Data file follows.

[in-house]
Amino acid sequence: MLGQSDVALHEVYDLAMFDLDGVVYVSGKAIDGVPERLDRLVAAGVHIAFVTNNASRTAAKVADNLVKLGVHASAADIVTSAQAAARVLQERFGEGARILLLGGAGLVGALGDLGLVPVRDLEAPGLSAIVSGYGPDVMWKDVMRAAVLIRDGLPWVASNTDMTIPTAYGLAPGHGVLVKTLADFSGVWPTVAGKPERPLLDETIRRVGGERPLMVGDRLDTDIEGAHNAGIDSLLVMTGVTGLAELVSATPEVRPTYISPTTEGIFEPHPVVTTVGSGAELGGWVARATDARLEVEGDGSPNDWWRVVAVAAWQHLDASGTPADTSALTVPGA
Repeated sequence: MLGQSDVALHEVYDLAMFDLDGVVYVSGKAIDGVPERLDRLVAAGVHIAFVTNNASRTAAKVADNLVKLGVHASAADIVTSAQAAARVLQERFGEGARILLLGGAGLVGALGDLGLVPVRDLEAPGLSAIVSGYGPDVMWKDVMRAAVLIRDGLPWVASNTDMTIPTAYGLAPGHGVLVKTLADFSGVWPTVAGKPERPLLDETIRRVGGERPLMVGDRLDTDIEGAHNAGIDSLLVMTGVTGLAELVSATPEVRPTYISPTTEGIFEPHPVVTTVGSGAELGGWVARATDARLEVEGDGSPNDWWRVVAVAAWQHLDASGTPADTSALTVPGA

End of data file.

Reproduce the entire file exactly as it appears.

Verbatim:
[in-house]
Amino acid sequence: MLGQSDVALHEVYDLAMFDLDGVVYVSGKAIDGVPERLDRLVAAGVHIAFVTNNASRTAAKVADNLVKLGVHASAADIVTSAQAAARVLQERFGEGARILLLGGAGLVGALGDLGLVPVRDLEAPGLSAIVSGYGPDVMWKDVMRAAVLIRDGLPWVASNTDMTIPTAYGLAPGHGVLVKTLADFSGVWPTVAGKPERPLLDETIRRVGGERPLMVGDRLDTDIEGAHNAGIDSLLVMTGVTGLAELVSATPEVRPTYISPTTEGIFEPHPVVTTVGSGAELGGWVARATDARLEVEGDGSPNDWWRVVAVAAWQHLDASGTPADTSALTVPGA
Repeated sequence: MLGQSDVALHEVYDLAMFDLDGVVYVSGKAIDGVPERLDRLVAAGVHIAFVTNNASRTAAKVADNLVKLGVHASAADIVTSAQAAARVLQERFGEGARILLLGGAGLVGALGDLGLVPVRDLEAPGLSAIVSGYGPDVMWKDVMRAAVLIRDGLPWVASNTDMTIPTAYGLAPGHGVLVKTLADFSGVWPTVAGKPERPLLDETIRRVGGERPLMVGDRLDTDIEGAHNAGIDSLLVMTGVTGLAELVSATPEVRPTYISPTTEGIFEPHPVVTTVGSGAELGGWVARATDARLEVEGDGSPNDWWRVVAVAAWQHLDASGTPADTSALTVPGA